Using the Wisdom of the World.
The Seventh Thursday of Easter; or, the Memorial of Saint Norbert, Bishop.*
Lessons from the feria, according to the ordinary form of the Roman Rite:
• Acts 22: 30; 23: 6-11.
• Psalm 16: 1-2, 5, 7-11.
• John 17: 20-26.
When a Mass for the memorial is taken, lessons from the feria as above, or from the proper:
• Ezekiel 34: 11-16.
• Psalm 23.
• Luke 14: 25-33.
… or, any lessons from the common of Pastors for a Bishop, of the common of Holy Men & Women for Religious.
The Third Class Feast of Saint Norbert, Bishop & Confessor.*
Lessons from the common "Státuit …" of a Confessor Bishop, according to the extraordinary form of the Roman Rite:
• Ecclesiasticus 44: 16-27; 45: 3-20.
• [The Gradual is omitted.]
• Matthew 25: 14-23.
6:36 AM 6/6/2019 — Today’s first lesson from Acts requires a little background. The commander of the Roman Legion acts to protect the Blessed Apostle Paul here because Paul, unlike any of the other apostles of our Lord, is a citizen of Rome, and had been since before his conversion. We’re not sure how Paul came to be a citizen of the empire, but he is; and, while it is to his benefit here, it ultimately results in him being taken to Rome to be tried for treason, which is alluded to at the end of the lesson.
But right now it works in his favor. The commander, trying desperately to placate everyone, convenes the Sanhedrin to discuss their problem with Paul; and, here is where Paul really shows his genius, because there are two different classes of rabbis in this Sanhedrin: the Pharisees and the Sadducees, and they had different beliefs. The Pharisees were a relatively recent phenomenon, who don’t appear until some sixty years or so before the birth of our Lord in the Second Book of Maccabees. The Sadducees represent the “old guard” as it were, the ultra-traditionalist wing of the rabbinical class. By that I don't mean that they were overly strict—if anything, the Pharisees were much more rigorous in their interpretation of the Law and the Prophets—but that they represented Jewish theology frozen at a time about three hundred years or so before the birth of our Savior.
There were a lot of things that distinguished the theology of the Sadducees from the more contemporary Pharisees, but the most striking would probably be the almost total lack of thought regarding anything resembling an afterlife. We find that shocking because we can't conceive of practicing any kind of religion without some sort of promise of happiness to come; but, if you look at the Old Testament, God's covenant with His people is always a quid pro quo in the here and now: if Abraham worships Him, God will make him the father of many nations; if they follow Moses out of bondage and accept from him the law, God will give them a land flowing with milk and honey. The reward for being faithful to God is always something that's going to happen to them while they're still here. The first time anything resembling an afterlife appears is at the tail end of the Old Testament in the two books of Maccabees, when Judas Maccabeus takes up the collection for the dead, and this is right around the time that a new party of rabbis is coming into its own, called the Pharisees, and this is just sixty years or so before advent of our Blessed Lord.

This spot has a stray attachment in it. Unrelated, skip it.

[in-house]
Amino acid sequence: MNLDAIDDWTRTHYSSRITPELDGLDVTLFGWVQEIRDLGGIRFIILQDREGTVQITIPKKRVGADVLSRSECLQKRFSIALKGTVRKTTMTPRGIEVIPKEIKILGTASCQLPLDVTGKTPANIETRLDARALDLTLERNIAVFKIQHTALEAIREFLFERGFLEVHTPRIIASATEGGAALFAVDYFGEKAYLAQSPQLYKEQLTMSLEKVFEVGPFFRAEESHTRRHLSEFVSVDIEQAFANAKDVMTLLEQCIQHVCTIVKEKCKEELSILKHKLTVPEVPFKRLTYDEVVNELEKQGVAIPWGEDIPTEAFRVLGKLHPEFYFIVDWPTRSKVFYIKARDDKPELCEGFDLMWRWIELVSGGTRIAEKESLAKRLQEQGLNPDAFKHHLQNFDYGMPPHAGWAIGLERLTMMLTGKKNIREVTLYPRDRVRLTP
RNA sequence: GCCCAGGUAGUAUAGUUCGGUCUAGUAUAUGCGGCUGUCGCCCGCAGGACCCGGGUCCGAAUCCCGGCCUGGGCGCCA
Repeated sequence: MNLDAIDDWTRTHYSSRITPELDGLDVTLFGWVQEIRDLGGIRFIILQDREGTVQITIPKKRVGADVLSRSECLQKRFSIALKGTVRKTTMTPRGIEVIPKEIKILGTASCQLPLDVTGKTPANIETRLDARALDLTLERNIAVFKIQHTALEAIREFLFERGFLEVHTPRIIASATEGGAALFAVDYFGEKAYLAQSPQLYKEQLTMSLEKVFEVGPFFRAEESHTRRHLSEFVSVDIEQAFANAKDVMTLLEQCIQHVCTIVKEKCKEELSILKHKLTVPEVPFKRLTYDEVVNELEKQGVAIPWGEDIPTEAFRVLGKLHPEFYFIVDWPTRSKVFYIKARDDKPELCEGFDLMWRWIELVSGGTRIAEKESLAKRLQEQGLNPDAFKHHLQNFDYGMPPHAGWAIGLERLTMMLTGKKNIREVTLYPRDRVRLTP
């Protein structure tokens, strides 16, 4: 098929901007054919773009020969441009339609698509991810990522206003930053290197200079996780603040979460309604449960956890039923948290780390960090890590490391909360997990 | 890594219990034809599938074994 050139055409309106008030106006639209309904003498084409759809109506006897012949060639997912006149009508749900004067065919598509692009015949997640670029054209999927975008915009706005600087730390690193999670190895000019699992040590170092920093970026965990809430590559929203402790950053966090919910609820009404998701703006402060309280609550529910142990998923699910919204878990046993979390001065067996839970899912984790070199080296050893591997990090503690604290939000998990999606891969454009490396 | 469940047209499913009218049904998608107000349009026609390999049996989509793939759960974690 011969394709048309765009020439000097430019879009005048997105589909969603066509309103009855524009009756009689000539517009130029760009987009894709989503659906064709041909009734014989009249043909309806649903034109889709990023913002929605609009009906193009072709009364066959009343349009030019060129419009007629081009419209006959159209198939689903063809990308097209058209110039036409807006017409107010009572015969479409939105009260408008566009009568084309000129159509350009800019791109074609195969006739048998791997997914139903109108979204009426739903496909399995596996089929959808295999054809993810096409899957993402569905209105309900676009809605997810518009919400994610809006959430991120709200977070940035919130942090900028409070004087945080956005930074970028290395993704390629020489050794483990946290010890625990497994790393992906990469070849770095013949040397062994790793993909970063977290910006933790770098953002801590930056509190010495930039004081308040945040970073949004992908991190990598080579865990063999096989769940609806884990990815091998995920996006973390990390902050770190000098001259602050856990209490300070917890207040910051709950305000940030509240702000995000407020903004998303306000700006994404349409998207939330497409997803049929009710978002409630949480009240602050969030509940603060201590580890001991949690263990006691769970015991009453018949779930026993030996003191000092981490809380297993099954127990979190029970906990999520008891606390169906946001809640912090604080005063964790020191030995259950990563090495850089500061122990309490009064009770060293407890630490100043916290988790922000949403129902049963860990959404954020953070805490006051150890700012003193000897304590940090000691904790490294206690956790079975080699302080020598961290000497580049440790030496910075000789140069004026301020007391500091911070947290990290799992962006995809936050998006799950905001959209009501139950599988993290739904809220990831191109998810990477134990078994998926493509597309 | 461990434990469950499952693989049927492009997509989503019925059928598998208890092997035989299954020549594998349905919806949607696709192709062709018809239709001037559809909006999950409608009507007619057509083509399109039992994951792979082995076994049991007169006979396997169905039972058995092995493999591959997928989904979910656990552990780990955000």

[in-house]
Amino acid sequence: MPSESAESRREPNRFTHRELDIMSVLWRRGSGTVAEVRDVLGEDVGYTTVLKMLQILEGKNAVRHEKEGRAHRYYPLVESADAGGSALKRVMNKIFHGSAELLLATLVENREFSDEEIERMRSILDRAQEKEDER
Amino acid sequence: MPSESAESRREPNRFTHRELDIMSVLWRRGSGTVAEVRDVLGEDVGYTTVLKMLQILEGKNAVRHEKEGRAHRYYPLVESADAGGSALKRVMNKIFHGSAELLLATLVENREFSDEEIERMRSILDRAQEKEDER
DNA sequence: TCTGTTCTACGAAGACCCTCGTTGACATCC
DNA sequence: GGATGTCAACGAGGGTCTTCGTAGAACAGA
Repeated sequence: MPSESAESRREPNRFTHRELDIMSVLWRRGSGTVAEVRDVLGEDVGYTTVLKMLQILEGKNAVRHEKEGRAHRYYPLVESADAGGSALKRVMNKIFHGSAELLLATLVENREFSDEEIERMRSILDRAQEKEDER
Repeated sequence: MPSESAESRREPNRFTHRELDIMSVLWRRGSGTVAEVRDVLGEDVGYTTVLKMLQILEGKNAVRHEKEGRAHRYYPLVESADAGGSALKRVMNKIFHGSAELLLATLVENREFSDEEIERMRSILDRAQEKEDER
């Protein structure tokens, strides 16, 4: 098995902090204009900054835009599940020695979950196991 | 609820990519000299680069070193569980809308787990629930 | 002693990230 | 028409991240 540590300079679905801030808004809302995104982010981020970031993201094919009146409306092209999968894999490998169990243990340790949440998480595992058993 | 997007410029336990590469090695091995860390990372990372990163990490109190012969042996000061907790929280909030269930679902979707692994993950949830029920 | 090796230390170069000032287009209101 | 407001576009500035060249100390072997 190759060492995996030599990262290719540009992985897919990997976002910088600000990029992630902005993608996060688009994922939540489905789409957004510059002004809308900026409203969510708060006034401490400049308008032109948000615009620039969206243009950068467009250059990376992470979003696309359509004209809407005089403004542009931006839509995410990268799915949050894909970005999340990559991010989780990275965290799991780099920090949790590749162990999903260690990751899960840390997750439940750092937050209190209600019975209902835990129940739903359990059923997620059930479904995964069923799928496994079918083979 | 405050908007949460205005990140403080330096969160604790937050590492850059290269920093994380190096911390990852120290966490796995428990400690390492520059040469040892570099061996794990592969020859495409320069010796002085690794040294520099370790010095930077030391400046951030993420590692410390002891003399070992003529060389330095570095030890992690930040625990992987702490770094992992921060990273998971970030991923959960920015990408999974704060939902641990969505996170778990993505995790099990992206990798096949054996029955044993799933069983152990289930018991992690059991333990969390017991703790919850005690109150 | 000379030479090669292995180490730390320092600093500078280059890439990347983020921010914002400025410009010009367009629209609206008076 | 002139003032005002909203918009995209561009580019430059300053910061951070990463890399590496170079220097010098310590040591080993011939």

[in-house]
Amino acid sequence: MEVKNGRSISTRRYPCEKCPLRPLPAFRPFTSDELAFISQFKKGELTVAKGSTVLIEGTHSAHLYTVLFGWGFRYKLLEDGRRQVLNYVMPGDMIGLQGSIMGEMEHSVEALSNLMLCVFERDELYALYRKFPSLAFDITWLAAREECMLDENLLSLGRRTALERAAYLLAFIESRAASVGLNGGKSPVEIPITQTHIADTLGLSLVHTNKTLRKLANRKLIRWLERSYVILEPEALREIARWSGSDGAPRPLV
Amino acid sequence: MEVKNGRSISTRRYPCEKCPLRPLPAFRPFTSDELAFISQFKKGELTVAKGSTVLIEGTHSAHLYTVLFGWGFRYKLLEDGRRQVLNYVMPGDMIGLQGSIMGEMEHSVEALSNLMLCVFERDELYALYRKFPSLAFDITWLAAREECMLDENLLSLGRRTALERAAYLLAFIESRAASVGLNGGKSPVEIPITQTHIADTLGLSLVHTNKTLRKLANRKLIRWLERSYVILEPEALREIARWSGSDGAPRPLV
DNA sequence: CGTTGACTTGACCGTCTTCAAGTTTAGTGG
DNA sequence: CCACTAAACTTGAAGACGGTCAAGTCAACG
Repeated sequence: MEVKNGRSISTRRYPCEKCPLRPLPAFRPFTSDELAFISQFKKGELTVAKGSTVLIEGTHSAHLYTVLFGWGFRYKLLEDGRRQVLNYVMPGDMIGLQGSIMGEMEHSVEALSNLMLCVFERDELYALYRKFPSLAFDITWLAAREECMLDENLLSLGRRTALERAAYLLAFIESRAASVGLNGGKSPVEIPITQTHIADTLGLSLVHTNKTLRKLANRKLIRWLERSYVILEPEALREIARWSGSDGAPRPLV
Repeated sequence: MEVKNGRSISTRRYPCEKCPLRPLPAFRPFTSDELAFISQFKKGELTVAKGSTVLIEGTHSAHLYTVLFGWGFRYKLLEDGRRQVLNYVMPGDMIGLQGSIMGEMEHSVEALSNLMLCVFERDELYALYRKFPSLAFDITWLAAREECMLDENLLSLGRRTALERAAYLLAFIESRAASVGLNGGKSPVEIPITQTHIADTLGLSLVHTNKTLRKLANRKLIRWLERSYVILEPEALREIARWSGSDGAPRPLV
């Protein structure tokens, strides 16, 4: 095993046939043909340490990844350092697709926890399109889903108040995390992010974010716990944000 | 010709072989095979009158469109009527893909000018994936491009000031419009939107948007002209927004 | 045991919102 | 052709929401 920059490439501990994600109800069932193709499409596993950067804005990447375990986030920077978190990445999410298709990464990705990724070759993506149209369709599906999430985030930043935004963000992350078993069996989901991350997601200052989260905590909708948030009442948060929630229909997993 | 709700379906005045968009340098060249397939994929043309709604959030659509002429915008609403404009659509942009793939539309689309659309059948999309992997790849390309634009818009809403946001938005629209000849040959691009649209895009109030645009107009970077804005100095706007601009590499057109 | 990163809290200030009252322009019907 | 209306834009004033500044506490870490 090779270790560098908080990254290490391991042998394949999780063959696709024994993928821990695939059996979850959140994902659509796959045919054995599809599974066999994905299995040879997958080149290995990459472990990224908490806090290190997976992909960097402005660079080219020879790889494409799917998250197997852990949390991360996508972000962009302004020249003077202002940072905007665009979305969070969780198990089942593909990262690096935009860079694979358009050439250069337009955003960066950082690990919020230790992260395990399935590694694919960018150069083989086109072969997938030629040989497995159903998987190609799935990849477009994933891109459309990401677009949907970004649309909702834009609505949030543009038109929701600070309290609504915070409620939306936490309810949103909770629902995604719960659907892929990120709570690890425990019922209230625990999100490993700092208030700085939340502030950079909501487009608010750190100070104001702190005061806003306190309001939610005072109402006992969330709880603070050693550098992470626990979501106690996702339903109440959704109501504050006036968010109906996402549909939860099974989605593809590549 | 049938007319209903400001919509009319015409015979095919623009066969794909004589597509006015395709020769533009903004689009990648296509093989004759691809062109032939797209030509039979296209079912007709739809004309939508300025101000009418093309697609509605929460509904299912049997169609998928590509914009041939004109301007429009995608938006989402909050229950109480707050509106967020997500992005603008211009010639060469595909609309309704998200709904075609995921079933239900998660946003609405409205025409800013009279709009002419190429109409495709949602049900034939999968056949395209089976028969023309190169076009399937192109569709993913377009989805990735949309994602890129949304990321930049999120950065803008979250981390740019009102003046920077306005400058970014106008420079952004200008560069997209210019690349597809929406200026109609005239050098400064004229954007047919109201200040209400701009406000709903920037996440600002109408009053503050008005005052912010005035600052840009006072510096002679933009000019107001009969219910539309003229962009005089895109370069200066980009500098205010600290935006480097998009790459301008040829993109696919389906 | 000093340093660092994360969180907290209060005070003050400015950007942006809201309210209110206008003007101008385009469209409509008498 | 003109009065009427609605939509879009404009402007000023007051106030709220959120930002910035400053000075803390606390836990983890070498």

Paul uses this to his advantage, as we just heard. When he is before the Sanhedrin, he raises this issue of the resurrection from the dead to drive a wedge between the members of the council, requiring the commander to intervene and rescue him, but which will ultimately result in him being sent to Rome for trial. But, that’s okay with him, since he knows his destiny is to give his life for Christ.
The simple reflection for us today is that Paul was not adverse to using the wisdom of the world the escape the problem of the moment. Even so, he did what he had to do for our Lord without any thought for himself. Let us ask him to infuse us with that same courage and determination, so that, whenever we are faced with a moral choice, we will always do the right thing, trusting that the Lord will give us the grace to see it through to the end.
* Born in Xanten in what is now Germany, Norbert (1080-1134) turned from a worldly life to become a monk and itinerant preacher, founding the Premonstratensians, a semi-monastic community dedicated to a combination of contemplative life and public preaching; they are more commonly referred to today as the "Norbertines," though that is not their official name. He was later consecrated Archbishop of Magdeburg, and was an important ally of Pope St. Gregory VII in the latter's attempt to impliment a reform of the Church; he also was instrumental in helping Pope Innocent II triumph over the anti-pope Anacletus.